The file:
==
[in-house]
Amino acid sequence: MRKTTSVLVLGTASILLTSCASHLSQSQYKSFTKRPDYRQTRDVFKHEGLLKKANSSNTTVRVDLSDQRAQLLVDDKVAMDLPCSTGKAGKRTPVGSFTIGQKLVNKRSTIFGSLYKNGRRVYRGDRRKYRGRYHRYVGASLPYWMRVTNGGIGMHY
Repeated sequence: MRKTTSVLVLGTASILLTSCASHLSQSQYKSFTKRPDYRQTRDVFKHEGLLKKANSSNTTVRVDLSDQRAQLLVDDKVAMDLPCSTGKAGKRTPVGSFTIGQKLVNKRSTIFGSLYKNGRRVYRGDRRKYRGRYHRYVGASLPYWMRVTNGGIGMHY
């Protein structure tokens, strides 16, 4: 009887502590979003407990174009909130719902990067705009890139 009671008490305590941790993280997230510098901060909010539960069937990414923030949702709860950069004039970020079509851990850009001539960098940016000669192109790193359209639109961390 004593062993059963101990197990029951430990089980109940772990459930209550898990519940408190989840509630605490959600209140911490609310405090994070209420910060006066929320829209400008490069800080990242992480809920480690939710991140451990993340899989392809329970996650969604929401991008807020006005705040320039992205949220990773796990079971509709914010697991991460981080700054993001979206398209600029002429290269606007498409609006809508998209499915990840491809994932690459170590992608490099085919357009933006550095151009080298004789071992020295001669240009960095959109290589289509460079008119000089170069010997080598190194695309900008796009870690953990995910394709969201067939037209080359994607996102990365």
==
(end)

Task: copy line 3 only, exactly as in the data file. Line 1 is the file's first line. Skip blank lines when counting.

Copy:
Repeated sequence: MRKTTSVLVLGTASILLTSCASHLSQSQYKSFTKRPDYRQTRDVFKHEGLLKKANSSNTTVRVDLSDQRAQLLVDDKVAMDLPCSTGKAGKRTPVGSFTIGQKLVNKRSTIFGSLYKNGRRVYRGDRRKYRGRYHRYVGASLPYWMRVTNGGIGMHY